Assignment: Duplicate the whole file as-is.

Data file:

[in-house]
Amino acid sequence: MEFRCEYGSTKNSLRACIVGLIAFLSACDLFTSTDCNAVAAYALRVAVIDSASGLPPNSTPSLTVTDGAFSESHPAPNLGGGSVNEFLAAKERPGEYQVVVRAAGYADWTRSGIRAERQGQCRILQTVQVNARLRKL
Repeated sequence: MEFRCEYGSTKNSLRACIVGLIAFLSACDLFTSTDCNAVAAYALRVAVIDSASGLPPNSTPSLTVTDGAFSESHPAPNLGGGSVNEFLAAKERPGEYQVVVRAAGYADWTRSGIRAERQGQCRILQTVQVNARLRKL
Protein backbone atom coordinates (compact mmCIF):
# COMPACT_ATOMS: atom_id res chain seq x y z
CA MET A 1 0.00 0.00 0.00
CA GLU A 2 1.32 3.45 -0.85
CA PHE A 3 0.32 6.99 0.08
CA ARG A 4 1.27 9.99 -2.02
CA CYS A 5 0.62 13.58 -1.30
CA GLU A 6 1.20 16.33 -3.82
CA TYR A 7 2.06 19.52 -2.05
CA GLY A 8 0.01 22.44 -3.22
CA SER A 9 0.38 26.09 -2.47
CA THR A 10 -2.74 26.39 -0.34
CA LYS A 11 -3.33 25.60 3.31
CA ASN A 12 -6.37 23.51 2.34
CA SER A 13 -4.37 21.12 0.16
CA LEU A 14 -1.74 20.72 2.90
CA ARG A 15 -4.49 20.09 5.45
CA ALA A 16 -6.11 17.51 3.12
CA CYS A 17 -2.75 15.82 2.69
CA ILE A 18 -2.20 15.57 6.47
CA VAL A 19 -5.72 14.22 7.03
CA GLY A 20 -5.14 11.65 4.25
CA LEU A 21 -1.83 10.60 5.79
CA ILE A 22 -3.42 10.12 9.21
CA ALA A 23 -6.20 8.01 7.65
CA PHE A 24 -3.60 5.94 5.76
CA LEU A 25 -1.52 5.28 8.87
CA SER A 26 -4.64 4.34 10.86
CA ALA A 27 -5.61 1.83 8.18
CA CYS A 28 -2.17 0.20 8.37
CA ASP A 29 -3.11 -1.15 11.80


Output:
[in-house]
Amino acid sequence: MEFRCEYGSTKNSLRACIVGLIAFLSACDLFTSTDCNAVAAYALRVAVIDSASGLPPNSTPSLTVTDGAFSESHPAPNLGGGSVNEFLAAKERPGEYQVVVRAAGYADWTRSGIRAERQGQCRILQTVQVNARLRKL
Repeated sequence: MEFRCEYGSTKNSLRACIVGLIAFLSACDLFTSTDCNAVAAYALRVAVIDSASGLPPNSTPSLTVTDGAFSESHPAPNLGGGSVNEFLAAKERPGEYQVVVRAAGYADWTRSGIRAERQGQCRILQTVQVNARLRKL
Protein backbone atom coordinates (compact mmCIF):
# COMPACT_ATOMS: atom_id res chain seq x y z
CA MET A 1 0.00 0.00 0.00
CA GLU A 2 1.32 3.45 -0.85
CA PHE A 3 0.32 6.99 0.08
CA ARG A 4 1.27 9.99 -2.02
CA CYS A 5 0.62 13.58 -1.30
CA GLU A 6 1.20 16.33 -3.82
CA TYR A 7 2.06 19.52 -2.05
CA GLY A 8 0.01 22.44 -3.22
CA SER A 9 0.38 26.09 -2.47
CA THR A 10 -2.74 26.39 -0.34
CA LYS A 11 -3.33 25.60 3.31
CA ASN A 12 -6.37 23.51 2.34
CA SER A 13 -4.37 21.12 0.16
CA LEU A 14 -1.74 20.72 2.90
CA ARG A 15 -4.49 20.09 5.45
CA ALA A 16 -6.11 17.51 3.12
CA CYS A 17 -2.75 15.82 2.69
CA ILE A 18 -2.20 15.57 6.47
CA VAL A 19 -5.72 14.22 7.03
CA GLY A 20 -5.14 11.65 4.25
CA LEU A 21 -1.83 10.60 5.79
CA ILE A 22 -3.42 10.12 9.21
CA ALA A 23 -6.20 8.01 7.65
CA PHE A 24 -3.60 5.94 5.76
CA LEU A 25 -1.52 5.28 8.87
CA SER A 26 -4.64 4.34 10.86
CA ALA A 27 -5.61 1.83 8.18
CA CYS A 28 -2.17 0.20 8.37
CA ASP A 29 -3.11 -1.15 11.80